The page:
Articles written in Journal of Earth System Science
Volume 117 Issue S2 November 2008 pp 749-756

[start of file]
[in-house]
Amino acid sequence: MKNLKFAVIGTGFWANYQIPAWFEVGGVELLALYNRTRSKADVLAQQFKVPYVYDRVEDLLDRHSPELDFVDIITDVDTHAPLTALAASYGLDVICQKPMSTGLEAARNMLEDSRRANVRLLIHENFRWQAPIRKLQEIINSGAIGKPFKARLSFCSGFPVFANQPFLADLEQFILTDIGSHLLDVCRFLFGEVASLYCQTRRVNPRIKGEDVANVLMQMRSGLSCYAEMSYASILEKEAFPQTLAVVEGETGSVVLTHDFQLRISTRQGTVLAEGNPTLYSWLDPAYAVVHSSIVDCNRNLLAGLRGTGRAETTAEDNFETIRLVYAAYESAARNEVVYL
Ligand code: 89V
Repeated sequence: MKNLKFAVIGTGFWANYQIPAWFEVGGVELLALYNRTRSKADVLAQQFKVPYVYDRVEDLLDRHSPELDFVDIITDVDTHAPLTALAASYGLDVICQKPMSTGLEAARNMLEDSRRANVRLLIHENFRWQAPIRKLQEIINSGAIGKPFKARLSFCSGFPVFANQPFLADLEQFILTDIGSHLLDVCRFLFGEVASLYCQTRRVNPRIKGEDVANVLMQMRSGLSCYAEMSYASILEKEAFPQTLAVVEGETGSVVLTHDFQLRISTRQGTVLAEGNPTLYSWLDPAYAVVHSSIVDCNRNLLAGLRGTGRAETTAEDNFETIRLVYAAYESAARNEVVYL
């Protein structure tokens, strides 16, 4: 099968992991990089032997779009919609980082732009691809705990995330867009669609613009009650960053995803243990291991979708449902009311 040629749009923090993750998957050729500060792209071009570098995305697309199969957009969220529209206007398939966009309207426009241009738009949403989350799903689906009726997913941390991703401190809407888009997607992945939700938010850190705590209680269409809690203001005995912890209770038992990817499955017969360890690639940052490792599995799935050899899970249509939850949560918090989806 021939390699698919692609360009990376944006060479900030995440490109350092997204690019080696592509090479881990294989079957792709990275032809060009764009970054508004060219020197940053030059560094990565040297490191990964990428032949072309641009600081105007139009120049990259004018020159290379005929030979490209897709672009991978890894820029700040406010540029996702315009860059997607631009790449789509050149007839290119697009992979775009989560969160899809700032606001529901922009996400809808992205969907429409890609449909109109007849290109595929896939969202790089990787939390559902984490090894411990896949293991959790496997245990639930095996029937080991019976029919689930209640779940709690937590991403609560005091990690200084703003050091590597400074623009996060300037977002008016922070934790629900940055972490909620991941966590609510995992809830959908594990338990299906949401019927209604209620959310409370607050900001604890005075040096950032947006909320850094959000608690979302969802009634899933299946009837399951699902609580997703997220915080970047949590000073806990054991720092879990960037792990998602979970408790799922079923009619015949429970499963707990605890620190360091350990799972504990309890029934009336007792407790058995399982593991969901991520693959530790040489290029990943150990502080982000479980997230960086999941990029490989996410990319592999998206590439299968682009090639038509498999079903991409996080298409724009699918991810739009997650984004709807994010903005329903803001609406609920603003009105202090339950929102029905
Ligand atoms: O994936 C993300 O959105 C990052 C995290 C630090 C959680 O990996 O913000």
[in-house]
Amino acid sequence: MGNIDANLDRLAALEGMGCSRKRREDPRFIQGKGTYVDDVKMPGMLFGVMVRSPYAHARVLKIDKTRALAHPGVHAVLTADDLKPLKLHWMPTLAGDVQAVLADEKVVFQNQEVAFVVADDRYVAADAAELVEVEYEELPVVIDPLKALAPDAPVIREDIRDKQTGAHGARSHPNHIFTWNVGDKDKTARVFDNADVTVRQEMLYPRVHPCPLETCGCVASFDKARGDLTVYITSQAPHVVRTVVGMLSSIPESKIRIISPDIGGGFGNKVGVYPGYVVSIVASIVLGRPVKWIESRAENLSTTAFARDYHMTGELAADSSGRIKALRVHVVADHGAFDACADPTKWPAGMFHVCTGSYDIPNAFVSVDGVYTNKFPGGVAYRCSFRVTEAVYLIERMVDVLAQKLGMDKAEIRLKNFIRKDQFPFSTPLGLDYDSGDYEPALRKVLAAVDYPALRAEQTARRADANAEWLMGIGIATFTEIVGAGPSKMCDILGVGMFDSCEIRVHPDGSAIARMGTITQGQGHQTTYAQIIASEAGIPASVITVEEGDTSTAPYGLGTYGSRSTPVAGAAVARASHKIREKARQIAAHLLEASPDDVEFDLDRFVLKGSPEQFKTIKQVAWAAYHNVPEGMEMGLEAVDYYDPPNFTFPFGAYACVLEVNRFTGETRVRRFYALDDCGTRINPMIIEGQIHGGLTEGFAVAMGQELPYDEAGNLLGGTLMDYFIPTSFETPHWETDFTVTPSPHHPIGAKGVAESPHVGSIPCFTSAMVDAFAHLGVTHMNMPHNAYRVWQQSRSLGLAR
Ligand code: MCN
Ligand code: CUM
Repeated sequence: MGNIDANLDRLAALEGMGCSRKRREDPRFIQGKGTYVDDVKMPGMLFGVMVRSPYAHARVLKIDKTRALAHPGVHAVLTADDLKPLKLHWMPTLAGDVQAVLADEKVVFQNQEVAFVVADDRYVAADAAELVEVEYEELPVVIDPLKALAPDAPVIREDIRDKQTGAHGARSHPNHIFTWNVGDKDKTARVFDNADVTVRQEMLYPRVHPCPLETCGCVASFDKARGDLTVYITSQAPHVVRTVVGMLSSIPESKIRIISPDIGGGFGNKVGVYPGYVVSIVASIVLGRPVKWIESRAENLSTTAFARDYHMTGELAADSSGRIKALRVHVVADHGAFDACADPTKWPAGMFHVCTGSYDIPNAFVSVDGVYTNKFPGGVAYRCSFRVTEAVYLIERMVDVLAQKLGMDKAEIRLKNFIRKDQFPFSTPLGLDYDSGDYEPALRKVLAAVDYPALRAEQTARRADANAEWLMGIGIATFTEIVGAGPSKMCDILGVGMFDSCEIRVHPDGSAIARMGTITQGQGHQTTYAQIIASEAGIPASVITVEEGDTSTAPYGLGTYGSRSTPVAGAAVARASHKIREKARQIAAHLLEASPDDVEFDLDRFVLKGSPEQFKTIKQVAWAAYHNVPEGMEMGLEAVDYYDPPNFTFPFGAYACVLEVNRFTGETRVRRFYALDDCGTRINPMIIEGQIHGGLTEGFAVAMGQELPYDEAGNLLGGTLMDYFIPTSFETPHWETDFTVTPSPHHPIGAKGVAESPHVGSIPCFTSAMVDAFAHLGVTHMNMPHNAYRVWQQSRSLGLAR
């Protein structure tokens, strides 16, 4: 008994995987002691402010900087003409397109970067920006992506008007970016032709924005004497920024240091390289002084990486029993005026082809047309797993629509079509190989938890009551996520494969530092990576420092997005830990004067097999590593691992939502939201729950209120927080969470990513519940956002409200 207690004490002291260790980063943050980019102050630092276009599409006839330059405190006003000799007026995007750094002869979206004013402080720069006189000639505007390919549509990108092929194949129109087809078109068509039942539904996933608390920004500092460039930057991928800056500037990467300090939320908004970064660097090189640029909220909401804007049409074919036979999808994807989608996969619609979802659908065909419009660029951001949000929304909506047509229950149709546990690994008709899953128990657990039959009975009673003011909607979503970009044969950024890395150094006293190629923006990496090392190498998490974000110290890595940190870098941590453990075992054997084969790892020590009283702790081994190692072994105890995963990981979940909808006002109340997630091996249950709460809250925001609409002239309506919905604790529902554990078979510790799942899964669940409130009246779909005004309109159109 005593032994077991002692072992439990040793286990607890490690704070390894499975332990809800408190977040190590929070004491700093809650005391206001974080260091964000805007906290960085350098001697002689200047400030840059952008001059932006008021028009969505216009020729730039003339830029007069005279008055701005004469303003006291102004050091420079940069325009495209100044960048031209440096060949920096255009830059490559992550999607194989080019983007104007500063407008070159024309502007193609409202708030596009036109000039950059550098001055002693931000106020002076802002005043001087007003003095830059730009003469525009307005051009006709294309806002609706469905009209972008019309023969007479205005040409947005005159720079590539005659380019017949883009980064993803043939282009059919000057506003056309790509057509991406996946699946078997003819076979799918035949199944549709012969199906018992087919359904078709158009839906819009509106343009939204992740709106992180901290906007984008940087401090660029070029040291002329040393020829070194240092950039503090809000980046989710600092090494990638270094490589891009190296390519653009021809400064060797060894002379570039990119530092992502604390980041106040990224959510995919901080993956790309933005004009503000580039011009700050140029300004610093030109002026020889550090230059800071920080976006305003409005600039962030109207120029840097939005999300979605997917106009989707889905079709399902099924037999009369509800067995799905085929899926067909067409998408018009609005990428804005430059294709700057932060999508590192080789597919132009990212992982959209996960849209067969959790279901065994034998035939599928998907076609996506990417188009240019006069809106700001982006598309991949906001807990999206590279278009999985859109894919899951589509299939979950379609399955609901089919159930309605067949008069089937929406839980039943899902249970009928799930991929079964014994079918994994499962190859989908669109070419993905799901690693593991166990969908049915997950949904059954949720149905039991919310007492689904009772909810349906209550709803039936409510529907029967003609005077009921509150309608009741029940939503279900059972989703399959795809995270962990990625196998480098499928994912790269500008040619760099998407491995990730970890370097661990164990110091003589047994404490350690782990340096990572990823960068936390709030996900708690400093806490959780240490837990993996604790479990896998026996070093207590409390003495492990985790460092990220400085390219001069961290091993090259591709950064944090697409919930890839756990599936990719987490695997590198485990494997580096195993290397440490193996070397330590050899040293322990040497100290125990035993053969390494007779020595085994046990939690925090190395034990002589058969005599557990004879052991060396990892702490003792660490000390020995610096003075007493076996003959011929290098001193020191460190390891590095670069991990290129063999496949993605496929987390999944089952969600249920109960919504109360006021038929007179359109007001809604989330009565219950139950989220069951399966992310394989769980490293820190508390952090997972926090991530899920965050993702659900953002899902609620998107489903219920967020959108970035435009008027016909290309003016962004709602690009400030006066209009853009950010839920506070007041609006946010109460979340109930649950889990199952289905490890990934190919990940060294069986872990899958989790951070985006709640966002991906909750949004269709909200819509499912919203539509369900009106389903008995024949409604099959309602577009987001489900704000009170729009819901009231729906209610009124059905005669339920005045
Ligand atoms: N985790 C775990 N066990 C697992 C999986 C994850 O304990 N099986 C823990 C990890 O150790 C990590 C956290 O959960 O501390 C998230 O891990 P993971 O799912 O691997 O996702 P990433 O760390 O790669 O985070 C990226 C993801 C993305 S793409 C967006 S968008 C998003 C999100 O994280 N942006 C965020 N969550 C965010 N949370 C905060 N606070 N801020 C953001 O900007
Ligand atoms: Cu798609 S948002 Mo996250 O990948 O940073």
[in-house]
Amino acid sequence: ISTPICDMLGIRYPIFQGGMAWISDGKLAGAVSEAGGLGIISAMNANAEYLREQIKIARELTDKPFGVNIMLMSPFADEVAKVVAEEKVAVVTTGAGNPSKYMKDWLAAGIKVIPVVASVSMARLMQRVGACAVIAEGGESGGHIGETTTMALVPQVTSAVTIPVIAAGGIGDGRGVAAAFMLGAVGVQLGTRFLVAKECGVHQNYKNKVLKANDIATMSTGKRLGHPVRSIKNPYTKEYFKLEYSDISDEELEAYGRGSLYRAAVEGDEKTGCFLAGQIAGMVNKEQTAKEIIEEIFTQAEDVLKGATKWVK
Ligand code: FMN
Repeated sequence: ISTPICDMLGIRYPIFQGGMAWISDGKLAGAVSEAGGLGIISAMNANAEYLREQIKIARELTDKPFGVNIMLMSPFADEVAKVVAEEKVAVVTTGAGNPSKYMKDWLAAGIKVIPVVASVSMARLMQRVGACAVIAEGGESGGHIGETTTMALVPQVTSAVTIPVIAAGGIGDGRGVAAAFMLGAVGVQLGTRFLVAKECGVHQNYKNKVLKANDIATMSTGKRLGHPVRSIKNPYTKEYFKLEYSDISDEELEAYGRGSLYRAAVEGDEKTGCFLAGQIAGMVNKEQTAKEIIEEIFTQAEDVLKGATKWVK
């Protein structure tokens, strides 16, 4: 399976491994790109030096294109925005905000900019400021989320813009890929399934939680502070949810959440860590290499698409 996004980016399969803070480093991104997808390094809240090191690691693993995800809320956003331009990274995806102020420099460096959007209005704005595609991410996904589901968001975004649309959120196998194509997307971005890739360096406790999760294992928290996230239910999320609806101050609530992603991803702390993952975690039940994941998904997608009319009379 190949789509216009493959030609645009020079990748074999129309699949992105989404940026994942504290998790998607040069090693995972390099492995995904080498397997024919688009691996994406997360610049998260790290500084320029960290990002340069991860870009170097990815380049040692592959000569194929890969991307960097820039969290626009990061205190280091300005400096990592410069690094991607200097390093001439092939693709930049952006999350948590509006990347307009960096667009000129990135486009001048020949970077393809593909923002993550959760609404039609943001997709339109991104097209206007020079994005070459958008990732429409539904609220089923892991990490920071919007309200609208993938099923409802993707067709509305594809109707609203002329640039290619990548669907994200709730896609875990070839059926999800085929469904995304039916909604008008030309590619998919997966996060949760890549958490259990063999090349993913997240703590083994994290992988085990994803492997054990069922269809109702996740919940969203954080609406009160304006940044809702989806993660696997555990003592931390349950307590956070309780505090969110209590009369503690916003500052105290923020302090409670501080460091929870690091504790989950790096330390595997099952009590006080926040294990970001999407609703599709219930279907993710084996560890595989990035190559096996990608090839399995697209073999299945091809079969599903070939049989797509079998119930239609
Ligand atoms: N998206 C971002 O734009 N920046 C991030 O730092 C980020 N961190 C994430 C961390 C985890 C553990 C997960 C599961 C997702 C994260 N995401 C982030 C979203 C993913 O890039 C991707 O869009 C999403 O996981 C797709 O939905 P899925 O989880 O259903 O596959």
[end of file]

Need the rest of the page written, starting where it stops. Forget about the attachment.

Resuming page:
Microzonation is an effort to evaluate and map potential hazards found in an area, urban area in particular, that could be induced by strong ground shaking during an earthquake. These hazards include: ground motion amplification, liquefaction, and slope failure. The microzonation maps, depicting ground-motion amplification, liquefaction, and landslide potentials, can be produced if the ground motion on bedrock (input) and the site conditions are known. These maps, in combination with ground-motion hazard maps (on bedrock), can be used to develop a variety of hazard mitigation strategies such as seismic risk assessment, emergency response and preparedness, and land-use planning. However, these maps have certain limitations that result from the nature of regional mapping, data limitations, generalization, and computer modeling. These microzonations show that when strong ground shaking occurs, damage is more likely to occur, or be more severe, in the higher hazard areas. The zones shown on the hazard maps should not serve as a substitute for site-specific evaluations.
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